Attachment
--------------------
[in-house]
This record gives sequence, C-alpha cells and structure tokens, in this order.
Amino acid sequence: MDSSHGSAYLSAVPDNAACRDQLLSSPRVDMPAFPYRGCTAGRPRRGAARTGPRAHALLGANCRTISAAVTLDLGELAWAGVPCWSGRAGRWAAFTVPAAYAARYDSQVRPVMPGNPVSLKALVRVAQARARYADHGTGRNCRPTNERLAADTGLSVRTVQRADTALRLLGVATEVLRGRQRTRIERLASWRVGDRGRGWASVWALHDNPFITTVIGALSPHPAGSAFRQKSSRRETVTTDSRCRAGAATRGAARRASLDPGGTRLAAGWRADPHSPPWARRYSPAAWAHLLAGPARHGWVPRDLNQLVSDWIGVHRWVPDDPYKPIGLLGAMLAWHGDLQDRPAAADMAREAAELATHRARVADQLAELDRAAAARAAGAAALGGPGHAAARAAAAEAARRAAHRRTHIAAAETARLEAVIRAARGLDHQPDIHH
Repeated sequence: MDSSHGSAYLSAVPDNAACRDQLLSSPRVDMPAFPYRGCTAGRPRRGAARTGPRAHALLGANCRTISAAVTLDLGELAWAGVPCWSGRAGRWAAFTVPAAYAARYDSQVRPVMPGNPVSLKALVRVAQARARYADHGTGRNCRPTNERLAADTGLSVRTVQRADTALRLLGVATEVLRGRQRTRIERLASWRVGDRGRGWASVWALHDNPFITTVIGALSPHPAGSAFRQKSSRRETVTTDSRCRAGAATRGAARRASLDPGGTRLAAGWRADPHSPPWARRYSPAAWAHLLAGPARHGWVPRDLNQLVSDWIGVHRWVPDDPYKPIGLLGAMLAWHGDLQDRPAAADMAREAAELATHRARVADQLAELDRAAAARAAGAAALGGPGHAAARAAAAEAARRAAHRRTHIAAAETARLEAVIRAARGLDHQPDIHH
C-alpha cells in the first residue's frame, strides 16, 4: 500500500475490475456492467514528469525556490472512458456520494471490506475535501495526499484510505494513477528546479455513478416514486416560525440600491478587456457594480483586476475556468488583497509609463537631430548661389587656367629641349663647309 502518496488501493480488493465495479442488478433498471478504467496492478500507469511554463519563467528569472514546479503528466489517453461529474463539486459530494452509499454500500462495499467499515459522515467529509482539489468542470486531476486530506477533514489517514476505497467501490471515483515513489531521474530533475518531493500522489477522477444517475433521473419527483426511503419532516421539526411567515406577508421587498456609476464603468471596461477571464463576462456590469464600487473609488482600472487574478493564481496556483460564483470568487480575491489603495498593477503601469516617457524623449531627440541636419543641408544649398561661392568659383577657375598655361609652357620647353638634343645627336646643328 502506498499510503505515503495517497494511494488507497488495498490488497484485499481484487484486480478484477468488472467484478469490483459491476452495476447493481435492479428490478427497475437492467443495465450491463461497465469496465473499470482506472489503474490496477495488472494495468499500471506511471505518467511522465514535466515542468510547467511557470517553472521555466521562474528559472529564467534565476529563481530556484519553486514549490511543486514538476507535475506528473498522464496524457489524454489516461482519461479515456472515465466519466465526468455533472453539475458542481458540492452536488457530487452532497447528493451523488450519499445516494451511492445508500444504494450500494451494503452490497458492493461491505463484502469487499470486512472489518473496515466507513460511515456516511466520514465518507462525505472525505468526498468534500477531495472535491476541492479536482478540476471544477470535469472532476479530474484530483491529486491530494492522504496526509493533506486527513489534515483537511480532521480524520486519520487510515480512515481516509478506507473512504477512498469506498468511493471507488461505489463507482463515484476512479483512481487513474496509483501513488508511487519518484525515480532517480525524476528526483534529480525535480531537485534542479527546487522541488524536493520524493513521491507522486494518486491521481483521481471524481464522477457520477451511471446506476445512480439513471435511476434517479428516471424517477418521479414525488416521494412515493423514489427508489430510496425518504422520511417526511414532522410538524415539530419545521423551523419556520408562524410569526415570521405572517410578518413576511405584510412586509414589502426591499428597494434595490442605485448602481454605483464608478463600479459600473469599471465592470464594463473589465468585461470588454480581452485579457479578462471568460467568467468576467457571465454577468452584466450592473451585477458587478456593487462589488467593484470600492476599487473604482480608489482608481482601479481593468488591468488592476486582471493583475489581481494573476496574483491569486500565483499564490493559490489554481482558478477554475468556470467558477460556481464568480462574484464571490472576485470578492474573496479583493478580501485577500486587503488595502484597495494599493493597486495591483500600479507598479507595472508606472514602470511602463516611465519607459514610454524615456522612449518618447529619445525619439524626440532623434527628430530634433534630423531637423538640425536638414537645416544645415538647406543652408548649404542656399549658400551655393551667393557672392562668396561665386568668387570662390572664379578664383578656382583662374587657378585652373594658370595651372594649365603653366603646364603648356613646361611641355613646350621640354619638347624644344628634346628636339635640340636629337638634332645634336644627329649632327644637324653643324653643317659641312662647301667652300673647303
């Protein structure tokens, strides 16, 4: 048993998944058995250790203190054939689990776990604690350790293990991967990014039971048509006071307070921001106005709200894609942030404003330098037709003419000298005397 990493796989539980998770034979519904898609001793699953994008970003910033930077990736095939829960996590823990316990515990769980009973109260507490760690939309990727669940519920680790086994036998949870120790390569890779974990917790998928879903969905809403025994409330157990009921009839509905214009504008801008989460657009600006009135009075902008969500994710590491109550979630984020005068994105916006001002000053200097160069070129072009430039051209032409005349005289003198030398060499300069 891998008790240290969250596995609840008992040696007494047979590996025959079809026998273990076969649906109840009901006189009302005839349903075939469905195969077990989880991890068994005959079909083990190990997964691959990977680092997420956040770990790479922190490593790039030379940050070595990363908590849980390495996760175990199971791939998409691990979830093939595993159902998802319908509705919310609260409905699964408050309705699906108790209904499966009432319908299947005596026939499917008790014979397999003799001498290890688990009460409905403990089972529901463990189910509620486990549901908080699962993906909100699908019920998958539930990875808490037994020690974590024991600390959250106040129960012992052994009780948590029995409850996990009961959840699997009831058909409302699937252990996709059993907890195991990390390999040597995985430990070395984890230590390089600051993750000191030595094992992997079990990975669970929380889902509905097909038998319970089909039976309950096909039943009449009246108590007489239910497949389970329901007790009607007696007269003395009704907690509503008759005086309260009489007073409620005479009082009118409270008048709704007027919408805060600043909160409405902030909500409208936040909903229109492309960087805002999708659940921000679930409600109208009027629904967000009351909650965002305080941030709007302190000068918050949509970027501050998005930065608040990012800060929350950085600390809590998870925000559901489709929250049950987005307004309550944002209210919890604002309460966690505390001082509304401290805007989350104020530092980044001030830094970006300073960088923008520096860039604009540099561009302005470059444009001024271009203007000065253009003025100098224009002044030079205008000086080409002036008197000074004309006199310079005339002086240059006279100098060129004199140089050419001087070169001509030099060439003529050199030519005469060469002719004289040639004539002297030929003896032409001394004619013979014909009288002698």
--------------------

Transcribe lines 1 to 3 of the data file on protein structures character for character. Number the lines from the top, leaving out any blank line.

[in-house]
This record gives sequence, C-alpha cells and structure tokens, in this order.
Amino acid sequence: MDSSHGSAYLSAVPDNAACRDQLLSSPRVDMPAFPYRGCTAGRPRRGAARTGPRAHALLGANCRTISAAVTLDLGELAWAGVPCWSGRAGRWAAFTVPAAYAARYDSQVRPVMPGNPVSLKALVRVAQARARYADHGTGRNCRPTNERLAADTGLSVRTVQRADTALRLLGVATEVLRGRQRTRIERLASWRVGDRGRGWASVWALHDNPFITTVIGALSPHPAGSAFRQKSSRRETVTTDSRCRAGAATRGAARRASLDPGGTRLAAGWRADPHSPPWARRYSPAAWAHLLAGPARHGWVPRDLNQLVSDWIGVHRWVPDDPYKPIGLLGAMLAWHGDLQDRPAAADMAREAAELATHRARVADQLAELDRAAAARAAGAAALGGPGHAAARAAAAEAARRAAHRRTHIAAAETARLEAVIRAARGLDHQPDIHH